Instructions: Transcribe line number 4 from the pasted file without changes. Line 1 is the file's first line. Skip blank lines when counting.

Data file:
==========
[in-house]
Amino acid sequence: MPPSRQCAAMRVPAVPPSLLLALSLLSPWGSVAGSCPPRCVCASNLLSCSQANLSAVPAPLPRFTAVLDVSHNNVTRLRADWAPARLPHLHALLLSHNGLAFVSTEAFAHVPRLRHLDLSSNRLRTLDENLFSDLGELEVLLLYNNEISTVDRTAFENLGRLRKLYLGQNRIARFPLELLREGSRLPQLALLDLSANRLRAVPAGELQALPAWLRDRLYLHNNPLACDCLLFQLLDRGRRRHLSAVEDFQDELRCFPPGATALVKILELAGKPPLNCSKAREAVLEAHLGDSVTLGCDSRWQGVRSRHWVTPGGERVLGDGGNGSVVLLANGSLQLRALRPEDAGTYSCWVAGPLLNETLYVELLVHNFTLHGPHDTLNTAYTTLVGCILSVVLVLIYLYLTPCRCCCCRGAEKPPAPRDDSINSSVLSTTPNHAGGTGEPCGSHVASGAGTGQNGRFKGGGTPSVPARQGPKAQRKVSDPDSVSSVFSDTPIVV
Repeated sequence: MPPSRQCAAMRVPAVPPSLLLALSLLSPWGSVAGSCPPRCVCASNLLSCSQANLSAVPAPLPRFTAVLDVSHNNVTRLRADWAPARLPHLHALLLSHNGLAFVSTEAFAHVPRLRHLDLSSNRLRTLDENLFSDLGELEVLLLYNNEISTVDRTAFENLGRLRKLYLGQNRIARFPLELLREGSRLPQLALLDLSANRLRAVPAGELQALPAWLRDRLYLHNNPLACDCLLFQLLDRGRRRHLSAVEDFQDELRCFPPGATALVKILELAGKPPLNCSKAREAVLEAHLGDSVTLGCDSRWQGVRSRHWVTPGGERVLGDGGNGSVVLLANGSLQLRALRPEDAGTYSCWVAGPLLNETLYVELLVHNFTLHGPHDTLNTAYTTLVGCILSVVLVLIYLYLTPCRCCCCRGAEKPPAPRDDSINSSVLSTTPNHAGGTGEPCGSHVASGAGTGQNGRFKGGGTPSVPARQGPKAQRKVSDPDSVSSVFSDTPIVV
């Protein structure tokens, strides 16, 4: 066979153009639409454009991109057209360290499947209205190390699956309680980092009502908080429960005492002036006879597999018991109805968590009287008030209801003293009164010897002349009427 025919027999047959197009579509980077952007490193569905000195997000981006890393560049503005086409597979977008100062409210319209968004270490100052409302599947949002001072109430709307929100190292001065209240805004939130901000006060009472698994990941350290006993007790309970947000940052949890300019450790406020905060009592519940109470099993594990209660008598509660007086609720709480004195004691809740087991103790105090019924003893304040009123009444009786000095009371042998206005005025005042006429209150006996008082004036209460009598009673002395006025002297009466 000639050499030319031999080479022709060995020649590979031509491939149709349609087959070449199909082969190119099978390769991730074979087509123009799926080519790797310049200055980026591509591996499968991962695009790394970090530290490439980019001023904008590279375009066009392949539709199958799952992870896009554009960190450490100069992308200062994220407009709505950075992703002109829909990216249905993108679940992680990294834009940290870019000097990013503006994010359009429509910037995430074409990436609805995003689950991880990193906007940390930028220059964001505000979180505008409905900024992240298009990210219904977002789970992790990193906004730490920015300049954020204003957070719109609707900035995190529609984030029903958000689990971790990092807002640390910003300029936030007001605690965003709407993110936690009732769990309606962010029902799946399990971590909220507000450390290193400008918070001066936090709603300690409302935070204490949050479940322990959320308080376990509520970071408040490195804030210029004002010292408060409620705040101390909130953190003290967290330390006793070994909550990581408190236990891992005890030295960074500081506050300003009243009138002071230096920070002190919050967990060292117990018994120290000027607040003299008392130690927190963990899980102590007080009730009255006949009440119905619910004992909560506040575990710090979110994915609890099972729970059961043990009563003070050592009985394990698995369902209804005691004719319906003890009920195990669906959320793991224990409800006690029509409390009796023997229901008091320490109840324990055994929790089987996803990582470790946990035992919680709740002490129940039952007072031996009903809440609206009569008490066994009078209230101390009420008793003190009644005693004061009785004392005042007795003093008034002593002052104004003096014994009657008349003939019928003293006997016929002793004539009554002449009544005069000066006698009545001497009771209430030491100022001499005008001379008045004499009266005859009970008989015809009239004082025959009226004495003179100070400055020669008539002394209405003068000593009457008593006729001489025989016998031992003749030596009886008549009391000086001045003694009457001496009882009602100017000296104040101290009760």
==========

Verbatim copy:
């Protein structure tokens, strides 16, 4: 066979153009639409454009991109057209360290499947209205190390699956309680980092009502908080429960005492002036006879597999018991109805968590009287008030209801003293009164010897002349009427 025919027999047959197009579509980077952007490193569905000195997000981006890393560049503005086409597979977008100062409210319209968004270490100052409302599947949002001072109430709307929100190292001065209240805004939130901000006060009472698994990941350290006993007790309970947000940052949890300019450790406020905060009592519940109470099993594990209660008598509660007086609720709480004195004691809740087991103790105090019924003893304040009123009444009786000095009371042998206005005025005042006429209150006996008082004036209460009598009673002395006025002297009466 000639050499030319031999080479022709060995020649590979031509491939149709349609087959070449199909082969190119099978390769991730074979087509123009799926080519790797310049200055980026591509591996499968991962695009790394970090530290490439980019001023904008590279375009066009392949539709199958799952992870896009554009960190450490100069992308200062994220407009709505950075992703002109829909990216249905993108679940992680990294834009940290870019000097990013503006994010359009429509910037995430074409990436609805995003689950991880990193906007940390930028220059964001505000979180505008409905900024992240298009990210219904977002789970992790990193906004730490920015300049954020204003957070719109609707900035995190529609984030029903958000689990971790990092807002640390910003300029936030007001605690965003709407993110936690009732769990309606962010029902799946399990971590909220507000450390290193400008918070001066936090709603300690409302935070204490949050479940322990959320308080376990509520970071408040490195804030210029004002010292408060409620705040101390909130953190003290967290330390006793070994909550990581408190236990891992005890030295960074500081506050300003009243009138002071230096920070002190919050967990060292117990018994120290000027607040003299008392130690927190963990899980102590007080009730009255006949009440119905619910004992909560506040575990710090979110994915609890099972729970059961043990009563003070050592009985394990698995369902209804005691004719319906003890009920195990669906959320793991224990409800006690029509409390009796023997229901008091320490109840324990055994929790089987996803990582470790946990035992919680709740002490129940039952007072031996009903809440609206009569008490066994009078209230101390009420008793003190009644005693004061009785004392005042007795003093008034002593002052104004003096014994009657008349003939019928003293006997016929002793004539009554002449009544005069000066006698009545001497009771209430030491100022001499005008001379008045004499009266005859009970008989015809009239004082025959009226004495003179100070400055020669008539002394209405003068000593009457008593006729001489025989016998031992003749030596009886008549009391000086001045003694009457001496009882009602100017000296104040101290009760």